DNA tests prove one of the 20th-century’s best-known figures, Charles Lindbergh, had a second family in Germany that apparently remained hidden from his wife, according to three siblings who claim to be his children.
Dyrk and David Hesshaimer and their sister, Astrid Bouteuil, said they will publish a book on their mother Brigitte Hesshaimer’s 17-year relationship with the famed aviator but have no plans to stake claim as legal heirs, the Associated Press reported.
The sibling’s spokesman, lawyer Anton Schwenk, said they informed their half-siblings in the U.S. of the test results from the Munich-based LMU Institute, according to the AP.
In August, Bouteuil, who now lives in Paris, told the S?ddeutsche Zeitung newspaper of Munich she discovered the identity of her father after coming across more than 100 letters in the attic of her mother’s house in Ammersee, Upper Bavaria.
The man who won the hearts of millions around the world for his non-stop solo flight from New York to Paris in 1927 met Hesshaimer in Munich in 1957 when he was 55 and maintained the relationship until his death in 1974, the siblings claimed.
Hesshaimer, 24 years younger than Lindbergh, died in 2001.
Born between 1958 and 1967, they each have “father unknown” on their birth certificates. They claim they knew their father, who made frequent visits to Germany in the 1960s, by the pseudonym Careu Kent.
The letters, mostly handwritten, were signed with “C” and referred to “our children.”
The German paper said it contracted an independent analysis that indicates the letters came from Lindbergh.
Lindbergh’s biographer, A. Scott Berg, told the New York Times in August he believed the letters could be genuine because of the dates, contents and Lindbergh’s prolific correspondence.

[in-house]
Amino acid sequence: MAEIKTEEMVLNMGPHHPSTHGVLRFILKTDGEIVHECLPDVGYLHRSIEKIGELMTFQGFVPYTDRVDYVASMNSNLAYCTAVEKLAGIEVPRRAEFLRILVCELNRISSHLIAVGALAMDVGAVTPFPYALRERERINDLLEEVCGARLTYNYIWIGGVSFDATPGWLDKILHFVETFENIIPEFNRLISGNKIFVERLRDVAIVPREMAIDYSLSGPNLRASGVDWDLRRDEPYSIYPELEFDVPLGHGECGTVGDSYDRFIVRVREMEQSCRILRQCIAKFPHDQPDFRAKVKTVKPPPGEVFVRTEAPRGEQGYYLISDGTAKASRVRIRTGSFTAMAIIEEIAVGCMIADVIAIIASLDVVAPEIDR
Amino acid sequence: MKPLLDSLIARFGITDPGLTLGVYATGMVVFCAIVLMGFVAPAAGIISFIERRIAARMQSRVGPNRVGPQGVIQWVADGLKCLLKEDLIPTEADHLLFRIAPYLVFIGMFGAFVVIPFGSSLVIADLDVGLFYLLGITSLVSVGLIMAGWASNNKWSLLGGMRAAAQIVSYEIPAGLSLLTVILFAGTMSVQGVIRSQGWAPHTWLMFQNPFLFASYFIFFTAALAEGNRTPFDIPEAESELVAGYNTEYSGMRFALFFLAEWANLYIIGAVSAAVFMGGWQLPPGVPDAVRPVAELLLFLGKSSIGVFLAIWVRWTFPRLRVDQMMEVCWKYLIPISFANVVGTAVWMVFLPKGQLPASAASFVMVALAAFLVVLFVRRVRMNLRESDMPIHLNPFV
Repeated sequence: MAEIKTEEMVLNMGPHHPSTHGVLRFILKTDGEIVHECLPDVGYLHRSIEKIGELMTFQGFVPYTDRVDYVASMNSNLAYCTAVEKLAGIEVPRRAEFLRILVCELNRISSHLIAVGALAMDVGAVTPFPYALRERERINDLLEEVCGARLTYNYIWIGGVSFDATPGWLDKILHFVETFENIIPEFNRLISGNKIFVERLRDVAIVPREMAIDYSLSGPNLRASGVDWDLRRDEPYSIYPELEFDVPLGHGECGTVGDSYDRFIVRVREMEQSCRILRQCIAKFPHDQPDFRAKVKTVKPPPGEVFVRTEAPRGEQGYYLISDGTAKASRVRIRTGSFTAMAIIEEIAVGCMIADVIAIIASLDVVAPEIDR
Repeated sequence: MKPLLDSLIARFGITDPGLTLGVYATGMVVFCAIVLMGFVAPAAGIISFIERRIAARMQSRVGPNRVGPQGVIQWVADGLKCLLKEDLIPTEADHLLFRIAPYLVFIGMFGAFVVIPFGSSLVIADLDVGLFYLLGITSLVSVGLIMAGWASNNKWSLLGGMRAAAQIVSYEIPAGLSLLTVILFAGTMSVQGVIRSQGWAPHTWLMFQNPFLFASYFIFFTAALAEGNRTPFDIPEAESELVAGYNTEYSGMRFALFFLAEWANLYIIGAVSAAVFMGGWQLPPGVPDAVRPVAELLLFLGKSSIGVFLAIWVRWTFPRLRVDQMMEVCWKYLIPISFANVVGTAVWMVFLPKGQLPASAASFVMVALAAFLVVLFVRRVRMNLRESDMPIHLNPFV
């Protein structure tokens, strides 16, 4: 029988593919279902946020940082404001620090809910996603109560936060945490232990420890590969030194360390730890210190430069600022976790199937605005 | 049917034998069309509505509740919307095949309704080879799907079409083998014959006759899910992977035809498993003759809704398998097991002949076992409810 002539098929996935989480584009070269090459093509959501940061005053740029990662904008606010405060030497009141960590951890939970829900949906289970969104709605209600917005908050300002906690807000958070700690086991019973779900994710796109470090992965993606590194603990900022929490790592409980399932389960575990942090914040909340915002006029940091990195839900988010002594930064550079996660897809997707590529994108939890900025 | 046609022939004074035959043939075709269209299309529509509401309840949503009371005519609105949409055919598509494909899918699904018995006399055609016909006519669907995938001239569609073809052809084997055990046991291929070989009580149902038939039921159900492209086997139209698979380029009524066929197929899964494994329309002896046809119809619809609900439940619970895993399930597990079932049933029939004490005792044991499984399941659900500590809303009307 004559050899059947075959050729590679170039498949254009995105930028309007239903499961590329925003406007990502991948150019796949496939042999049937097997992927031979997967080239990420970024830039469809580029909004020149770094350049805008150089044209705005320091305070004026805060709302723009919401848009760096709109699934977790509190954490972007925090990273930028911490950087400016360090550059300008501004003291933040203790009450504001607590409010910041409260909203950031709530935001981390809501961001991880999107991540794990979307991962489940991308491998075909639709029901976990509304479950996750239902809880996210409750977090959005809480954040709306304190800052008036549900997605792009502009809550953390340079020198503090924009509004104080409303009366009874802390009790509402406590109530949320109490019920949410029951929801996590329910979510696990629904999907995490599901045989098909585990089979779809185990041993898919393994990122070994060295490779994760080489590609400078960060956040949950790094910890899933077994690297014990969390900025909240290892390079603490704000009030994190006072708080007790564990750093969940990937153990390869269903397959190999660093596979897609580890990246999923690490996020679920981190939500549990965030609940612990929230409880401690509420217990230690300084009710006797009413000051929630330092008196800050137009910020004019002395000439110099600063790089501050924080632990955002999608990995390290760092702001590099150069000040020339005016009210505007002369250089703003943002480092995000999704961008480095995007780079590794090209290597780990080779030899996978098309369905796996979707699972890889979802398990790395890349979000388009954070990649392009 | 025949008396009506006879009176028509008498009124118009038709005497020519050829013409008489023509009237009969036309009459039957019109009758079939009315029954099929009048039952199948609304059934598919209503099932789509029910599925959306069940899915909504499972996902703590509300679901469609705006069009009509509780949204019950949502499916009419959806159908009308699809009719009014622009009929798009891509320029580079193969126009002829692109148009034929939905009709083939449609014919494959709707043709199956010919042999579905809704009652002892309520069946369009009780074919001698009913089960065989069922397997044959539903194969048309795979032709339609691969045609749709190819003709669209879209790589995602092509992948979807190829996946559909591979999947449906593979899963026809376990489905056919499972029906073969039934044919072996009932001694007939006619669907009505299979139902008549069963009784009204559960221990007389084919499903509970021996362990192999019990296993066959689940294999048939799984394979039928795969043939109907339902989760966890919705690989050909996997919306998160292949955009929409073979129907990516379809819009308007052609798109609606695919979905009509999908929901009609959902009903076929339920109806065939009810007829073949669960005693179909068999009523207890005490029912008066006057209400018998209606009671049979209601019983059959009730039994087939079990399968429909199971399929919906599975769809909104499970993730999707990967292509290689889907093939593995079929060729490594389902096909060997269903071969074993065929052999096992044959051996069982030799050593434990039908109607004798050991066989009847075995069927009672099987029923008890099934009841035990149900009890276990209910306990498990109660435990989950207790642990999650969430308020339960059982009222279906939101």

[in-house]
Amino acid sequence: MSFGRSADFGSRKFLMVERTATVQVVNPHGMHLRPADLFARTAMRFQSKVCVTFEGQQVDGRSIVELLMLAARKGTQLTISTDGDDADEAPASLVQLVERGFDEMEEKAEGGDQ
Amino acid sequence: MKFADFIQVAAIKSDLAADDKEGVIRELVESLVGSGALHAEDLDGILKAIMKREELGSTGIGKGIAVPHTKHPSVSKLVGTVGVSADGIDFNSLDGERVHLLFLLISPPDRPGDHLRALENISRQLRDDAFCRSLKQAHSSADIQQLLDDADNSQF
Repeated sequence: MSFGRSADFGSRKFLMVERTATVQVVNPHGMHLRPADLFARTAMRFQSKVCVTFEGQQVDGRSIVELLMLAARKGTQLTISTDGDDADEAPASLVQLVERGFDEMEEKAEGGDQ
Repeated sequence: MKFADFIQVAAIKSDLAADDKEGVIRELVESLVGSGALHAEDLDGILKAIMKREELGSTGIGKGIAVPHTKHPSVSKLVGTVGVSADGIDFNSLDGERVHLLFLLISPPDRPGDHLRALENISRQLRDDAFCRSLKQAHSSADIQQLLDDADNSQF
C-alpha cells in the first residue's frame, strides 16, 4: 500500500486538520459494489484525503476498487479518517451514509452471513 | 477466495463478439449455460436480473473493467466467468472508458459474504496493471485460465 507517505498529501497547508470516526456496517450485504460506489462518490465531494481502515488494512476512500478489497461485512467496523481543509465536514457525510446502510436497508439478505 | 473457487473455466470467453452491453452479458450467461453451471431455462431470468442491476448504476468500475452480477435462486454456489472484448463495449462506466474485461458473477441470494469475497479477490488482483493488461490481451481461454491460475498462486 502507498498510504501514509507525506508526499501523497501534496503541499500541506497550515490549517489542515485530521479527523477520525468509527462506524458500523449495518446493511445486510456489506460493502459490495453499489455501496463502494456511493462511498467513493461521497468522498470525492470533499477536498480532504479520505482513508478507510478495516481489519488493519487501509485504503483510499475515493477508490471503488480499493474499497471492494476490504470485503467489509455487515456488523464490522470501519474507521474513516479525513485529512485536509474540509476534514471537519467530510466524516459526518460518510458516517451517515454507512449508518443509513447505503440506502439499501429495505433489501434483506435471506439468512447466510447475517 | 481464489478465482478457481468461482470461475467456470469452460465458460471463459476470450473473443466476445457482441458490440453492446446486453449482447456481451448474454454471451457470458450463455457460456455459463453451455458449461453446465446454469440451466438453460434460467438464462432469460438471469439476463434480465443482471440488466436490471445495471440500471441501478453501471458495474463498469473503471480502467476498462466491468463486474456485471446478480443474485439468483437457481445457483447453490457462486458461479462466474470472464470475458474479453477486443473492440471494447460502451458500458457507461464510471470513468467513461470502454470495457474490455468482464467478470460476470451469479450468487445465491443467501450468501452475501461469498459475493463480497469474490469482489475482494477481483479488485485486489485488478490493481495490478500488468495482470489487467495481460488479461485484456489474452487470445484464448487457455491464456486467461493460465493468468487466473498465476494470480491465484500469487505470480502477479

“I could easily see that these are Charles Lindbergh’s letters,” Berg said in a telephone interview with the Times.
However, Berg insisted the letters did not prove Lindbergh had an affair.
“Is it chronologically and geographically possible? Yes,” he told the Times. “Does it sound true to his character? No.”
However, Berg makes this observation in his book “Lindbergh”:
“For all his fascination with detail, Lindbergh never examined his family history closely enough to see that it included financial malfeasance, flight from justice, bigamy, illegitimacy, melancholia, manic-depression, alcoholism, grievous generational conflicts, and wanton abandonment of families. But these undercurrents were always there. And so this third-generation Lindbergh was born with a deeply private nature and bred according to the principles of self-reliance – nonconformity and the innate understanding that greatness came at the inevitable price of being misunderstood.”
Lindbergh married Anne Morrow Lindbergh in 1929, and they had six children. The kidnapping and death of their first son, Charles, Jr., in 1932, became a national tragedy. Anne, who was an accomplished author, died in 2001 at age 94.
The national icon, named by Time magazine as one of the 20 most inspiring figures of the 20th century, was known to have been an admirer of Adolf Hitler’s Germany.
In his biography, Berg notes that as late as April 1939 – after Germany overtook Czechoslovakia – Lindbergh was willing to “make excuses” for the Nazi dictator.
“Much as I disapprove of many things Hitler had done,” Lindbergh wrote in his diary of April 2, 1939, “I believe [Germany] has pursued the only consistent policy in Europe in recent years. I cannot support her broken promises, but she has only moved a little faster than other nations … in breaking promises. The question of right and wrong is one thing by law and another thing by history.”
A television documentary on the siblings’ revelation will be aired in Germany next year.